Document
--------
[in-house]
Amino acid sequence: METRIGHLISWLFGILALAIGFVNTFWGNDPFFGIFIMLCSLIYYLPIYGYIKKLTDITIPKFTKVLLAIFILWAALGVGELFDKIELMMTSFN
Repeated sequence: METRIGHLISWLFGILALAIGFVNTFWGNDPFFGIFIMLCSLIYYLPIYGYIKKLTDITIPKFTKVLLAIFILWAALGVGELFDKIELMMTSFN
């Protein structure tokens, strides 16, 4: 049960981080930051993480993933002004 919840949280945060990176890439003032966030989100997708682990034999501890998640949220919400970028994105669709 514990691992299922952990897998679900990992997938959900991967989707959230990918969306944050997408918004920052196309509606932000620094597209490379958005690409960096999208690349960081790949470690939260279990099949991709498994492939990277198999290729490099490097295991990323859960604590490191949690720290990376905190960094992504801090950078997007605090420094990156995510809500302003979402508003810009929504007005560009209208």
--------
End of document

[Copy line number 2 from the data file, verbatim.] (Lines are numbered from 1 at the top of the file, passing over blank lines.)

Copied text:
Amino acid sequence: METRIGHLISWLFGILALAIGFVNTFWGNDPFFGIFIMLCSLIYYLPIYGYIKKLTDITIPKFTKVLLAIFILWAALGVGELFDKIELMMTSFN